Le rôle de NKG2D dans la sclérose en plaques


Ana Carmena Moratalla

Centre de recherche du Centre hospitalier de l'Université de Montréal


Domaine : neurosciences, santé mentale et toxicomanies

Programme Formation de doctorat

Concours 2018-2019

Partenaire :

Société canadienne de la sclérose en plaques

Several studies showed that the immune system contributes to the development of multiple sclerosis (MS). Normally, the immune system defends the body against foreign elements. However, in the case of MS, the immune system attacks the protective sheath surrounding our neurons, called myelin, and impairs several essential functions of brain cells. Our team investigates how immune cells hurt brain cells of MS patients. Stressed brain cells can put on their surface alert molecules that are subsequently detected by white blood cells carrying a receptor called NKG2D. The NKG2D-bearing immune cells can recognize and kill cells carrying these alert molecules.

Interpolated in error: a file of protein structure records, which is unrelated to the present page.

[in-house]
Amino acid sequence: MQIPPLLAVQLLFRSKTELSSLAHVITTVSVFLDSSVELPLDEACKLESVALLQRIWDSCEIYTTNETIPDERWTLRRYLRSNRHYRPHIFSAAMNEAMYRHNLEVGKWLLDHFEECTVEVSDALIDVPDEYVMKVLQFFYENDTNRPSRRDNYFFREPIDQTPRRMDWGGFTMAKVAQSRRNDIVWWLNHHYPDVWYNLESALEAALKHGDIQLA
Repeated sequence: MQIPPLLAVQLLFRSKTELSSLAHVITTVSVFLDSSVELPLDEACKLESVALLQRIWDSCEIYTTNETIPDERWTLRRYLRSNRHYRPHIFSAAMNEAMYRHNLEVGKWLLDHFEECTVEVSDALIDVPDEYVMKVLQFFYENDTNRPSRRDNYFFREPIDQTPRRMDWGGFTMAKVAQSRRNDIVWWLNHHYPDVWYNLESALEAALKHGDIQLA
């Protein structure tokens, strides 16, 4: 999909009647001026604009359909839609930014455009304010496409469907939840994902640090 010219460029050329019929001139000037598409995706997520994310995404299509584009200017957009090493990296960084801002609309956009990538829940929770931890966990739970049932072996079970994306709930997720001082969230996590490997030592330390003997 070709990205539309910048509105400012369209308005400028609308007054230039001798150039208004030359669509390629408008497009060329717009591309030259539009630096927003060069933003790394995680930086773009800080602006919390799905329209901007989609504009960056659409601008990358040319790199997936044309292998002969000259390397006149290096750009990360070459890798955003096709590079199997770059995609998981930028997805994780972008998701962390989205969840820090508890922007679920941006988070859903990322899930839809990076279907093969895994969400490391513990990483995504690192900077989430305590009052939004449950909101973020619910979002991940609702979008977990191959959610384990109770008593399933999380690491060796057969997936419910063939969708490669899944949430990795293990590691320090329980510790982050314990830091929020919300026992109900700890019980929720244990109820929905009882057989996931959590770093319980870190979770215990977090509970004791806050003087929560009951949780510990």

I observed that white blood cells from MS patients carry a greater amount of NKG2D compared to those from healthy donors. I will investigate whether these immune cells from MS patients can cause more damage to brain cells. I also observed that some human neurons but also other cells called astrocytes (which are important to maintain neurons' health), express these alert molecules. My project will evaluate whether blocking the detection by immune cells via NKG2D could prevent harmful attack on neurons and astrocytes. I will also evaluate whether neurons and astrocytes carry these alert molecules in brains obtained from deceased MS patients.